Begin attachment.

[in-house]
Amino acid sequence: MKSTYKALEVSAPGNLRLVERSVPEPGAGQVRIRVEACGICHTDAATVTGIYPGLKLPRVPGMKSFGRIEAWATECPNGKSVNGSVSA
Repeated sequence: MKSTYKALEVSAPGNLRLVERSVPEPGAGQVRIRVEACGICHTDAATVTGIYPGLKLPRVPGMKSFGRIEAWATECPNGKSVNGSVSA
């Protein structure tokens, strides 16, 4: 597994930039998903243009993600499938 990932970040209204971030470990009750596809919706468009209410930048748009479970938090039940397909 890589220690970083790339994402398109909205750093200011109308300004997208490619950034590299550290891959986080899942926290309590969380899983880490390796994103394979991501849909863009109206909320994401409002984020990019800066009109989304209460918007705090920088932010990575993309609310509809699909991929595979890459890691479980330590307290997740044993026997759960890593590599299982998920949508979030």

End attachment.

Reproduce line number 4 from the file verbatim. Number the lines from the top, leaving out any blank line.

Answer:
């Protein structure tokens, strides 16, 4: 597994930039998903243009993600499938 990932970040209204971030470990009750596809919706468009209410930048748009479970938090039940397909 890589220690970083790339994402398109909205750093200011109308300004997208490619950034590299550290891959986080899942926290309590969380899983880490390796994103394979991501849909863009109206909320994401409002984020990019800066009109989304209460918007705090920088932010990575993309609310509809699909991929595979890459890691479980330590307290997740044993026997759960890593590599299982998920949508979030």